How Long Does Pink Eye Last in Kids?

As spring arrives and the weather warms up, energy levels start to soar, much like the flowers awakening from their winter slumber. Children eagerly venture outdoors to play, except when rain drives them back inside. On those rainy days, parents may seek out indoor play areas like Mountain Play Lodge to help their kids burn off excess energy even if it means increased exposure to germs.

Children are notorious for picking up all kinds of illnesses, especially if they go to daycare, school, or communal play centers where viruses and bacteria that cause most cases of pink eye run rampant.

Common Pink Eye Symptoms

  • Watery eyes
  • Blurred vision
  • Green or white stringy discharge
  • Increased sensitivity to light
  • Crusting of the eyelids or lashes, especially while sleeping
  • Redness and swelling in the white of your eye or inner eyelid
  • Thick yellow discharge that crusts over your eyelashes, especially after sleep
  • Gritty feeling in one or both eyes

What is Pink Eye?

The medical term for pink eye is “conjunctivitis.” It occurs when the conjunctiva, the clear tissue that lines the inside of the eyelid and makes up the outer coating of the eyeball gets swollen. The job of the conjunctiva is to keep your eyes moist.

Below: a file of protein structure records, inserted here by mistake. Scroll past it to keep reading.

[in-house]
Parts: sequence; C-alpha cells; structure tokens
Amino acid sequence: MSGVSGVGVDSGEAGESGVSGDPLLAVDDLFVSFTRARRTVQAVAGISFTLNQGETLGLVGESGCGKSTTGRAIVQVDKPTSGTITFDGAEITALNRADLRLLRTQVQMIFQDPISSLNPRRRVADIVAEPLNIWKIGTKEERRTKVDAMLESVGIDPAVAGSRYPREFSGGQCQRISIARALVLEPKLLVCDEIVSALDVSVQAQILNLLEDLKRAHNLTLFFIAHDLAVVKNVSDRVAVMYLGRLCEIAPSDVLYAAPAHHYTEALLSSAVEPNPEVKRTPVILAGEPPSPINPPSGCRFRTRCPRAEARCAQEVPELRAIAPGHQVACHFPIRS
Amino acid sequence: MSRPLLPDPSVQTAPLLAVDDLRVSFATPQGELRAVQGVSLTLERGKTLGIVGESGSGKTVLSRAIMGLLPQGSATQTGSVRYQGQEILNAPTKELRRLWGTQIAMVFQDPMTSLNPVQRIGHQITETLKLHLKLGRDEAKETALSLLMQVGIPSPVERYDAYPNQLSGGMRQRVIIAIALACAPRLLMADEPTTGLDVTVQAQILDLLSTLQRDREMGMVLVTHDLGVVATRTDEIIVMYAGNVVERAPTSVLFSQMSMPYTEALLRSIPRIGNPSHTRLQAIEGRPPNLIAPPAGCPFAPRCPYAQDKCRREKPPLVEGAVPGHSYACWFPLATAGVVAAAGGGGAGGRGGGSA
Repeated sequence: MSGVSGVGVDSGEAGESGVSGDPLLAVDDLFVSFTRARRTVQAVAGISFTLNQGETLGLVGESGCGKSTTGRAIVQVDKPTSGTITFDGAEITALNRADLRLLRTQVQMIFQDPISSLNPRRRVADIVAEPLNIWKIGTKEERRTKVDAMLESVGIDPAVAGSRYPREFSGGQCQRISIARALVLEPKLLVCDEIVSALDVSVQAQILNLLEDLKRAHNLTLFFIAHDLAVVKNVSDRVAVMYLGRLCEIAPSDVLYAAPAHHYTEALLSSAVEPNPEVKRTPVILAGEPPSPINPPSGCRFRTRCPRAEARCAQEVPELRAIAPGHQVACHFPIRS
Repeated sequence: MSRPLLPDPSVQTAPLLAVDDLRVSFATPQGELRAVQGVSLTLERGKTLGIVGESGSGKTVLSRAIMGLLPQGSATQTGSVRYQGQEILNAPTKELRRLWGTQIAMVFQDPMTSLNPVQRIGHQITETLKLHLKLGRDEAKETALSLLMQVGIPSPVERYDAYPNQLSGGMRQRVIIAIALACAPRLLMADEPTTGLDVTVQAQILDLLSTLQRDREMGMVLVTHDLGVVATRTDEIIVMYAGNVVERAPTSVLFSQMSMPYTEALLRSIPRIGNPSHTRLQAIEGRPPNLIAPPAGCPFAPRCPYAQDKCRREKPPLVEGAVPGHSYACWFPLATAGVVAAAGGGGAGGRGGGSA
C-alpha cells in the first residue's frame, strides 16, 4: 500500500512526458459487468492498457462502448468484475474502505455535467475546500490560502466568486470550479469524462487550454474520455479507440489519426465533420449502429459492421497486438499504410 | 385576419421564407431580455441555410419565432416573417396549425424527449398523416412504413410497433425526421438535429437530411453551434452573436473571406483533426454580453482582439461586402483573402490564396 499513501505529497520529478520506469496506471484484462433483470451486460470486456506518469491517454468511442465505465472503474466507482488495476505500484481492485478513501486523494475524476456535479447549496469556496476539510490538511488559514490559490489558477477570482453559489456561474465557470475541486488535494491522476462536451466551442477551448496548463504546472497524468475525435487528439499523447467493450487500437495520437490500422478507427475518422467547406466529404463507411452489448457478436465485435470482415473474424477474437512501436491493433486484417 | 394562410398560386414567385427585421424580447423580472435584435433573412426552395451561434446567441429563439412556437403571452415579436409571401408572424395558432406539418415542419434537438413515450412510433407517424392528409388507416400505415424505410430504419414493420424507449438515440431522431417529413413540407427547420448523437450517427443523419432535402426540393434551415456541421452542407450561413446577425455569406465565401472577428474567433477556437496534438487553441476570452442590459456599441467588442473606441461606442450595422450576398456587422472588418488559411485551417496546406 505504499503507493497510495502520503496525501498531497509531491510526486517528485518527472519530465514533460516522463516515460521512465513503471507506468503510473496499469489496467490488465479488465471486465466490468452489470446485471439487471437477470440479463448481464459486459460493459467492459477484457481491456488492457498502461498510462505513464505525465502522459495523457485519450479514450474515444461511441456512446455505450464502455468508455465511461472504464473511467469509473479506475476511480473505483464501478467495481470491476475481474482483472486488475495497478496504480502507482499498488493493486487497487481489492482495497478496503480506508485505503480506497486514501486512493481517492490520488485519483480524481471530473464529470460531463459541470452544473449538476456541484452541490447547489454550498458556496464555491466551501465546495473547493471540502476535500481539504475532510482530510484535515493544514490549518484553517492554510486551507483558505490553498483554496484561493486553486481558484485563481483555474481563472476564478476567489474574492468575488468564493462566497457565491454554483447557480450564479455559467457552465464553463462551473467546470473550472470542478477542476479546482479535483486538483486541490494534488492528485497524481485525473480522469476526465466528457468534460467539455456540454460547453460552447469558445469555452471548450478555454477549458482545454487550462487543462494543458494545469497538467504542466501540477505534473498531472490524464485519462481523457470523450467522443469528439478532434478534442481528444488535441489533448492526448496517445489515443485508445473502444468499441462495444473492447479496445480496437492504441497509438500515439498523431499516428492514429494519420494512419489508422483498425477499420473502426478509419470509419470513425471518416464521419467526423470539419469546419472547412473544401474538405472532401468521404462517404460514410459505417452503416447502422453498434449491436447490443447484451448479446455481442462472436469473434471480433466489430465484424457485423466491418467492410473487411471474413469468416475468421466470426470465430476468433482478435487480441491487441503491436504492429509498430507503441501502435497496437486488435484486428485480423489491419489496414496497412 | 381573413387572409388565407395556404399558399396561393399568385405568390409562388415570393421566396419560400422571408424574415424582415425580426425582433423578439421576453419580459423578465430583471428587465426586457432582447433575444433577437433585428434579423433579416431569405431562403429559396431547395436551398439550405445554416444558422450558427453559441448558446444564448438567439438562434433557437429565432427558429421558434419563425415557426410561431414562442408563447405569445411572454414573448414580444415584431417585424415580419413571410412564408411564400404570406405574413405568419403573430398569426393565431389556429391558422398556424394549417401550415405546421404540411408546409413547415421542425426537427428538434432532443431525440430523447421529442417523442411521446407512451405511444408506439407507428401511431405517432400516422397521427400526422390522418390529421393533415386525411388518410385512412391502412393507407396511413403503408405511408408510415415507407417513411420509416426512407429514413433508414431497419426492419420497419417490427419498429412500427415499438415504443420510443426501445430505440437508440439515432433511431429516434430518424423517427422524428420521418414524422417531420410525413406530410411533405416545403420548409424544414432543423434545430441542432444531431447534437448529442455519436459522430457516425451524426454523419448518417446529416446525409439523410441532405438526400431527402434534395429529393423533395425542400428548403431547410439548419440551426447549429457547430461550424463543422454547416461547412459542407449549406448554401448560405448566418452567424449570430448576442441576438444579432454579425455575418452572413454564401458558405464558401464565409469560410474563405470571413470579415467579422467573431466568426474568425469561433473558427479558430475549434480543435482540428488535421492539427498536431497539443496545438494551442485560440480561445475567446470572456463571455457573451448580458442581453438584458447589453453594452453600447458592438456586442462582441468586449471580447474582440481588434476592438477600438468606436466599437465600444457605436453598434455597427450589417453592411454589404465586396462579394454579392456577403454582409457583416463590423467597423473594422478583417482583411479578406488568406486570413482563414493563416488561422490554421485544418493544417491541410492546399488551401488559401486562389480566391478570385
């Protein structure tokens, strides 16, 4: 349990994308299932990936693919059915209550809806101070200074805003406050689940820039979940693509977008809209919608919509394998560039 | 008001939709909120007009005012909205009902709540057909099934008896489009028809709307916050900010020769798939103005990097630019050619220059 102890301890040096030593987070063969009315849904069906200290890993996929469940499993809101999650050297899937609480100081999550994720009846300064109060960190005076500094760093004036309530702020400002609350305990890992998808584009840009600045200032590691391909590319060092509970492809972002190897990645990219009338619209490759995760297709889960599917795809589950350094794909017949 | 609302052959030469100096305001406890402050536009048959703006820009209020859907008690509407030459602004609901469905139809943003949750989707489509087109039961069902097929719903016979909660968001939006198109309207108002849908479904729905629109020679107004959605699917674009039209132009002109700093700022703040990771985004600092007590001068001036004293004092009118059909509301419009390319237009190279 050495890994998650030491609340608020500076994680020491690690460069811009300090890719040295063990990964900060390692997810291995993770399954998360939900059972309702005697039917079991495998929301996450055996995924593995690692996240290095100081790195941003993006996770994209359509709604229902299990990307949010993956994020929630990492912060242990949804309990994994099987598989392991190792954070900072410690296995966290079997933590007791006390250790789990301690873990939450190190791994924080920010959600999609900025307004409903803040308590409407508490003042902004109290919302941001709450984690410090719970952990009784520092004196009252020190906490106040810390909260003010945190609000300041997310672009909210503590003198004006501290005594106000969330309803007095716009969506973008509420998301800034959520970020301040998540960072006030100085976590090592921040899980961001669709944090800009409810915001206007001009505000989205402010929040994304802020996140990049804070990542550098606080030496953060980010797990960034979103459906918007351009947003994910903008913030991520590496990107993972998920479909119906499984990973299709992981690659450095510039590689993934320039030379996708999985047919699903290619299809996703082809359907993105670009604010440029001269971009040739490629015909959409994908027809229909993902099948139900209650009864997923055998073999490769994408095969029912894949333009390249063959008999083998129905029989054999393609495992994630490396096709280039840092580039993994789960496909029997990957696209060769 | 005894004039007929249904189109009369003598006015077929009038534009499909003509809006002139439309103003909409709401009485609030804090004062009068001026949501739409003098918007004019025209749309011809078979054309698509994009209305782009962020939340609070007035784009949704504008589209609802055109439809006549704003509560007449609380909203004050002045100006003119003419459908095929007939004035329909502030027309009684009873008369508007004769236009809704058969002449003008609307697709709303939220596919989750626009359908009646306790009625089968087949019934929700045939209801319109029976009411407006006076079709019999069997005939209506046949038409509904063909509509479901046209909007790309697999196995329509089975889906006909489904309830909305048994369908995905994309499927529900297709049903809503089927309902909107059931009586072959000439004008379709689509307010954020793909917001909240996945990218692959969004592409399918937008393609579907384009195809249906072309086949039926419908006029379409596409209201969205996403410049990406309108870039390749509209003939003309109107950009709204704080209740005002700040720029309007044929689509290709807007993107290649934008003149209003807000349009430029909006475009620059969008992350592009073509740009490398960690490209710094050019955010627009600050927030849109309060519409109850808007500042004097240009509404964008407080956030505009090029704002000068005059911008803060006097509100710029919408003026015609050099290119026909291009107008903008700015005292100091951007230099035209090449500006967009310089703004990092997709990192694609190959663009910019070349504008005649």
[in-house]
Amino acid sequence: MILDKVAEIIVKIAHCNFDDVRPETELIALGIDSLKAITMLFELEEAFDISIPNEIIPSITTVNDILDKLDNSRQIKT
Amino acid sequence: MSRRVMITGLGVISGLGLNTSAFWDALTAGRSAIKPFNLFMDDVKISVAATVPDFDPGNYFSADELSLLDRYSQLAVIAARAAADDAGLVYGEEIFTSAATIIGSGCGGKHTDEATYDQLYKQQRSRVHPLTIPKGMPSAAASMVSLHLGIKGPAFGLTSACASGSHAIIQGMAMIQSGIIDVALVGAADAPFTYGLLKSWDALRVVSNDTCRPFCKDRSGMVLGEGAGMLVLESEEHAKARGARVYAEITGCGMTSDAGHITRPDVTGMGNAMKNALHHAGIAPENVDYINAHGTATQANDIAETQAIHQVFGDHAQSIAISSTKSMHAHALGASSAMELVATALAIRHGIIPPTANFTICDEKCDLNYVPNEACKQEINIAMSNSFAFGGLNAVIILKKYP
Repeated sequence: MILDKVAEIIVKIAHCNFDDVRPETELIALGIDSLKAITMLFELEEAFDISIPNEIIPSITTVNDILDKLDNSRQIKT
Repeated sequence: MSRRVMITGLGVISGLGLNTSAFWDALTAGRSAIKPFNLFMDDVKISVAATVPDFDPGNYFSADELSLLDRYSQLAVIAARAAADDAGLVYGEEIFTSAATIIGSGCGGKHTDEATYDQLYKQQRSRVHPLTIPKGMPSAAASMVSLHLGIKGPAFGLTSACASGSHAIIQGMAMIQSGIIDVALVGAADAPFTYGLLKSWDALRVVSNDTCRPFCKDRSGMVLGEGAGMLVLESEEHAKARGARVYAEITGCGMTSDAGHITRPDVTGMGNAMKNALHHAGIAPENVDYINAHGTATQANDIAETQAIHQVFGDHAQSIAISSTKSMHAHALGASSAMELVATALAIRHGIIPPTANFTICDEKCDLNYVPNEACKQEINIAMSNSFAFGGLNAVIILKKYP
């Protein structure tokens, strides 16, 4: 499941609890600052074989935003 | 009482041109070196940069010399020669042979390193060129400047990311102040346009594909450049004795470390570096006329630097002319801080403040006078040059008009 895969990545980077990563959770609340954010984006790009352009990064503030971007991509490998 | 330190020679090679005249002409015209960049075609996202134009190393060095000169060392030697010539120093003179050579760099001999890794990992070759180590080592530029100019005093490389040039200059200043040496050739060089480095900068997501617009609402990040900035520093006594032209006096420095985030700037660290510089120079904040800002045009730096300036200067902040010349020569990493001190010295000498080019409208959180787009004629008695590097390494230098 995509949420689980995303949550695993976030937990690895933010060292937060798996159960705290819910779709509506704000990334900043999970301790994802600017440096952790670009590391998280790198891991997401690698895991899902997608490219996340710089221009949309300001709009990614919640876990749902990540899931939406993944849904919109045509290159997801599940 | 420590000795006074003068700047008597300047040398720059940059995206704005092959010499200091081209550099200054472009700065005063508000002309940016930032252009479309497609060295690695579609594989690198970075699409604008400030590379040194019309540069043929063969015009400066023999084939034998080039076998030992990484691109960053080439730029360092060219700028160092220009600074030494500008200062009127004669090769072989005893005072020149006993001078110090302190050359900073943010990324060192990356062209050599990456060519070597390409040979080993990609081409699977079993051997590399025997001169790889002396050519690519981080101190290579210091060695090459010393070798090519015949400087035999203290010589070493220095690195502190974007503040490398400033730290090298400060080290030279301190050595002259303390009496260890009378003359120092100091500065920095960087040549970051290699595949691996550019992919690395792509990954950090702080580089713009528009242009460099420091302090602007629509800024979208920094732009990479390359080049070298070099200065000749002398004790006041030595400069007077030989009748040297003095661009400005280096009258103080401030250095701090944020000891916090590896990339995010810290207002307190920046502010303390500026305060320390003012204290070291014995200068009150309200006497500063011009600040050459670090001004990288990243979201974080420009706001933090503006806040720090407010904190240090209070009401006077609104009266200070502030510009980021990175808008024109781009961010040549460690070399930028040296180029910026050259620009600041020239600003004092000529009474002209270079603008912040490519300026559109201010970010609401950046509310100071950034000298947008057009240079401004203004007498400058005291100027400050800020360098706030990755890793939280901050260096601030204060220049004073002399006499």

Adults and children are equally susceptible to pink eye, and it is incredibly common in the U.S. with over six million cases reported a year resulting in school children missing three million school days as a result. The general rule with pink eye is for one to stay home for 24 hours after beginning antibiotic treatment.

Causes of pink eye include:

  • Viruses (very contagious)
  • Bacteria (very contagious)
  • Allergens, like pollen (not contagious)
  • Irritants, like smoke or dust (not contagious)
  • Herpes

Viral conjunctivitis is an eye infection caused by a few different viruses and is very contagious. Sometimes large outbreaks occur. It passes on its own given several days.

Bacterial conjunctivitis is an infection due to bacteria. Some bacteria are common, but others that can lead to pink eye include those related to sexually transmitted diseases such as Chlamydia and Gonorrhea. This type can also spread easily in certain settings and children who are not exhibiting fever or behavioral symptoms can usually continue attending school. This type of infection is more common in children than adults and is more prevalent from December through April.

Allergic conjunctivitis is often itchy and results from a body’s reaction to a specific allergen such as pollens, dust, mites, mold, pet dander, or cosmetics. It is most common among those who have other allergic conditions, such as asthma and isn’t contagious. High pollen counts can contribute, but it can occur at any time of the year depending on environmental factors. Allergy medication and allergy eye drops help.

Conjunctivitis caused by irritants has some overlap with allergic conjunctivitis as environmental chemicals or other airborne irritants may precipitate a non-contagious reaction. This type of conjunctivitis may also be caused by a foreign object in the eye, or in cases where contact lenses have not been cleaned properly. Burning eyes can also occur with this form.

Pink eye will resolve within two days to two weeks depending on the cause and treatment.